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Will Congress Remove 'Slavery Clause' From 13th Amendment?

When the 13th Amendment was ratified in 1865, it abolished slavery or, involuntary servitude, in the U.S., with one exception: when used as punishment for a crime.  On Nov. 8, voters in four states – Tennessee, Alabama, Oregon and Vermont – eliminated language that allowed involuntary servitude in prisons, the Hill reports. These states join only three others in taking that step to abolish involuntary servitude. Colorado was the first to approve removal of the language from the state constitution in 2018, followed by Nebraska and Utah in 2020. In Congress, Rep. Nikema Williams (D-GA) and Sen. Jeff Merkley (D-OR) are pushing for the Abolition Amendment to remove the "slavery clause" from the 13th Amendment.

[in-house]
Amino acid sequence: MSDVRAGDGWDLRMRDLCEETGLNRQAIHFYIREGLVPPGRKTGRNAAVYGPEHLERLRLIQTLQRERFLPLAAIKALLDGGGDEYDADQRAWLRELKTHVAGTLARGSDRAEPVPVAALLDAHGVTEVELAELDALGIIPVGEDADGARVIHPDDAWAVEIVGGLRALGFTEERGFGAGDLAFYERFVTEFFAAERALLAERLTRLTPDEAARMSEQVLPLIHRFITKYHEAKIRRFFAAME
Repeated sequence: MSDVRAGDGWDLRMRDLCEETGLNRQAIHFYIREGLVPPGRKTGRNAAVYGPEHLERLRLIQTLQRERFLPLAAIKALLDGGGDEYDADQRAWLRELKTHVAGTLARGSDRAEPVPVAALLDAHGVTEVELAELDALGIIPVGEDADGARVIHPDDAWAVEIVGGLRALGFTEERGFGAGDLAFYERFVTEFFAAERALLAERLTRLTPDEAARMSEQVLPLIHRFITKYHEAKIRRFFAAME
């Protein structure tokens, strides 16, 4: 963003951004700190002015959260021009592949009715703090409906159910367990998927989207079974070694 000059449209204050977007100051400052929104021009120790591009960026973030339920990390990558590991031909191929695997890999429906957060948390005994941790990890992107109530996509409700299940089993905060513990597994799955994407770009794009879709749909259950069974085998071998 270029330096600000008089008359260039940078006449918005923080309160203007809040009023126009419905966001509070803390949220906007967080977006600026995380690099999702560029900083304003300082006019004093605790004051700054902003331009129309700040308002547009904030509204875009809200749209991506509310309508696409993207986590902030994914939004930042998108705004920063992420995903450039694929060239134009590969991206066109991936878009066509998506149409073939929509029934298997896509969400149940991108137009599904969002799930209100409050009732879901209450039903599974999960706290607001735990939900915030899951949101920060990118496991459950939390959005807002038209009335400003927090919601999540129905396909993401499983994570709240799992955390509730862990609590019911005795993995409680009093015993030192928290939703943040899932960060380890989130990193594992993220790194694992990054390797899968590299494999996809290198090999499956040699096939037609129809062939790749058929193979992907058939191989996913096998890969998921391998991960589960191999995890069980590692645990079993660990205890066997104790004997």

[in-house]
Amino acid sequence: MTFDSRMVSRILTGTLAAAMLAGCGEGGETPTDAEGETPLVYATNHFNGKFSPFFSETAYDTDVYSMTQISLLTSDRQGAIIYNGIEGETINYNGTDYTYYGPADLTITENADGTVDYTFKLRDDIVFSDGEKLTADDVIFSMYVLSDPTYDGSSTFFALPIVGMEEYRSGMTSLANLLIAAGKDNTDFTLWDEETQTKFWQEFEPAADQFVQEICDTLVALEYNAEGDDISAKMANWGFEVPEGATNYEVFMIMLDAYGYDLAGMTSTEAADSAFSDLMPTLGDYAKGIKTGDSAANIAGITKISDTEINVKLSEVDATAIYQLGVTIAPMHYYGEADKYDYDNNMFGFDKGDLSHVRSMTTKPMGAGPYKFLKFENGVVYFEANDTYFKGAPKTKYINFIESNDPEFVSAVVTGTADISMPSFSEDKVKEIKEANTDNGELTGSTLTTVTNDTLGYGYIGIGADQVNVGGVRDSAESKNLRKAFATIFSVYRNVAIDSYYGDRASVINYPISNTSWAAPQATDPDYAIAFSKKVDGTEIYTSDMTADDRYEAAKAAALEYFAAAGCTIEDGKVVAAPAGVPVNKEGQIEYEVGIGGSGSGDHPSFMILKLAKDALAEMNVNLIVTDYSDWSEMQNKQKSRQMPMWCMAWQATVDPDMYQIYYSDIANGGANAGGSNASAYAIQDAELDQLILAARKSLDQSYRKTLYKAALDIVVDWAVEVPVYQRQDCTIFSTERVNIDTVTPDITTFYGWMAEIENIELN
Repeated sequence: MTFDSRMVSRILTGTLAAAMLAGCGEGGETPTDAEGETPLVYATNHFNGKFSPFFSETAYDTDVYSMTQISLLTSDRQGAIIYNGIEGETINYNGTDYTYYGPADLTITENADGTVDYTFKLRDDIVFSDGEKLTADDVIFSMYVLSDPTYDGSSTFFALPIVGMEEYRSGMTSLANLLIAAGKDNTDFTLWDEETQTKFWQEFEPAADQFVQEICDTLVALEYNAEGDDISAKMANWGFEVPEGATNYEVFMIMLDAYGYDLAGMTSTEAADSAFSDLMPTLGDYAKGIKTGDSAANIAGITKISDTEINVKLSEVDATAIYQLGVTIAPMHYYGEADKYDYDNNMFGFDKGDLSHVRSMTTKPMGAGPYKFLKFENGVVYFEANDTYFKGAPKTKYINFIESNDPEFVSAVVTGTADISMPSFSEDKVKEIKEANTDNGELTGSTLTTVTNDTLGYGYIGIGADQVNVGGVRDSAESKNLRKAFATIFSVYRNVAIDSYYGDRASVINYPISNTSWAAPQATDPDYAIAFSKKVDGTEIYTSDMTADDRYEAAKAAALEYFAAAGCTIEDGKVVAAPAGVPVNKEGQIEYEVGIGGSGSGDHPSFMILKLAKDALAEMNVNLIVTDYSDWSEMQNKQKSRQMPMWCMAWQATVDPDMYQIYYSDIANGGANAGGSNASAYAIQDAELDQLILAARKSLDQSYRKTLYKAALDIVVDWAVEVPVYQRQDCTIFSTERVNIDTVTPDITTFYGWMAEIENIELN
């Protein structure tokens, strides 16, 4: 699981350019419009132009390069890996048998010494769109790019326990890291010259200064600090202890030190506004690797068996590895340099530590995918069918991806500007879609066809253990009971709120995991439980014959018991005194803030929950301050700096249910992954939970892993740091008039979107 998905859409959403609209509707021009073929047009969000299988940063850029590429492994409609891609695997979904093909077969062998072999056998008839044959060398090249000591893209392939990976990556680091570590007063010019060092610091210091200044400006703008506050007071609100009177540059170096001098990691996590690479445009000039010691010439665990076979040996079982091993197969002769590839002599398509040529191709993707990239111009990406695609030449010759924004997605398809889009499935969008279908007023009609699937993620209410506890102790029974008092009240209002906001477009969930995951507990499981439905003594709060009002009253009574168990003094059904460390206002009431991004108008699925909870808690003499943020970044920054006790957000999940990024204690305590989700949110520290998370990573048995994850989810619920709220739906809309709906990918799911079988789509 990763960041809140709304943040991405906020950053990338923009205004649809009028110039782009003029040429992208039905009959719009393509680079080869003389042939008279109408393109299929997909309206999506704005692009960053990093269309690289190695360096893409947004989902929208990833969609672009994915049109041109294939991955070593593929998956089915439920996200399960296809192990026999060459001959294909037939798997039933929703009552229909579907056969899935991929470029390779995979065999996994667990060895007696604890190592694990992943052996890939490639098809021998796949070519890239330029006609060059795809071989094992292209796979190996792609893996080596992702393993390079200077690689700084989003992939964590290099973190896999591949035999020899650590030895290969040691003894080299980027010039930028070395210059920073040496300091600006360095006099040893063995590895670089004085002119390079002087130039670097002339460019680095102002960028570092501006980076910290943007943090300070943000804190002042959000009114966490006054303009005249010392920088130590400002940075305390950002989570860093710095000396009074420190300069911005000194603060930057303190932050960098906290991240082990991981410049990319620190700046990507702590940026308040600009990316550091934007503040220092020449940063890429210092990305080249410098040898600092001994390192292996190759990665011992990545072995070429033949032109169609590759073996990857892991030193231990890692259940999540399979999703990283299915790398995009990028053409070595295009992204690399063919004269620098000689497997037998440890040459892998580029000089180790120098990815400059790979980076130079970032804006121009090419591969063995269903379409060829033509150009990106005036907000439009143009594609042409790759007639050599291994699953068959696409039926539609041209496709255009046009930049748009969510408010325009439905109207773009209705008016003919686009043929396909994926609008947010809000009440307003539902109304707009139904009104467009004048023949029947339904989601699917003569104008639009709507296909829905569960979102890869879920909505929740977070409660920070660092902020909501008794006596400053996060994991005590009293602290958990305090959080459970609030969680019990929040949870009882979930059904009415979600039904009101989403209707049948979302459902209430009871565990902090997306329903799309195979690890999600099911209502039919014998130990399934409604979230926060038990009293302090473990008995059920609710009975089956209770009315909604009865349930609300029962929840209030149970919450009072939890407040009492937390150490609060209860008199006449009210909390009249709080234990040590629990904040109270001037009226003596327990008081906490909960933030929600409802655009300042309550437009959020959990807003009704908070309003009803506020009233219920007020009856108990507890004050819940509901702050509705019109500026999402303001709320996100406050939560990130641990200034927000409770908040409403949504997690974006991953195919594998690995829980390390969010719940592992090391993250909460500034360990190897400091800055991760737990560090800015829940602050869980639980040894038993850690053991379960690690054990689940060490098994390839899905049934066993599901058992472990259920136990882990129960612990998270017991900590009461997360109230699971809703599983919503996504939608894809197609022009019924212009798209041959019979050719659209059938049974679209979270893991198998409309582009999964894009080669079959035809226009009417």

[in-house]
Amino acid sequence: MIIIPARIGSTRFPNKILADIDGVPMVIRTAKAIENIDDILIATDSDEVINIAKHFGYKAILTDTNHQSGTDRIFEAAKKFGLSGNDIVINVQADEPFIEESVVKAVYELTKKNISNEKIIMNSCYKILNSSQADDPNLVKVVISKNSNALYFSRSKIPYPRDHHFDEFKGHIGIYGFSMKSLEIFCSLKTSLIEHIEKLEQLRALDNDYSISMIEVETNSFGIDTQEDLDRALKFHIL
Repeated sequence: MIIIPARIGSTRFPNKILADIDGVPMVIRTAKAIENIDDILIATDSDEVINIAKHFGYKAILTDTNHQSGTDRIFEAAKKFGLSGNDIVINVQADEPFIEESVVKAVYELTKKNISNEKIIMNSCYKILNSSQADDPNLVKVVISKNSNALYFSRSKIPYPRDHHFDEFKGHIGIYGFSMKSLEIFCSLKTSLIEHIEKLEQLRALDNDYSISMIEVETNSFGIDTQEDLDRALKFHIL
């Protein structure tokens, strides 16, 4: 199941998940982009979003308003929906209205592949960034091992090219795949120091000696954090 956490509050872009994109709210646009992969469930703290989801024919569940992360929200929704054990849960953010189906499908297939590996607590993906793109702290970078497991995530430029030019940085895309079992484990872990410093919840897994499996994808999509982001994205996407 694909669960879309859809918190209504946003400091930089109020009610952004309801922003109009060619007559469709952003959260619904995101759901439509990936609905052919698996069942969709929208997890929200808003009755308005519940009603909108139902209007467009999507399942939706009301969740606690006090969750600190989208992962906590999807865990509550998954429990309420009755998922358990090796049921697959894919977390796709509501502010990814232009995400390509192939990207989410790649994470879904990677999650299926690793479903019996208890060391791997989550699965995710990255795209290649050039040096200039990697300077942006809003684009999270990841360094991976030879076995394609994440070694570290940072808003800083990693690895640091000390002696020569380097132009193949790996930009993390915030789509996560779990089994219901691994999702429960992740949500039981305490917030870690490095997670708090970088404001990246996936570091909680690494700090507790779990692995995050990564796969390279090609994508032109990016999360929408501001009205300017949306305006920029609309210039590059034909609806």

“This horrific loophole in our Constitution is a moral abomination that launched the mass incarceration we see continuing to this day,” Merkley said, adding that voters this month “came together across party lines to say this stain must be removed from state constitutions.” Williams said that “closing the slavery loophole” would be an accomplishment of a lifetime. “After seeing voters in four more states decide there should be no exception to the ban on slavery, I am more motivated than ever to work on passing the Abolition Amendment at the Federal level,” she said.

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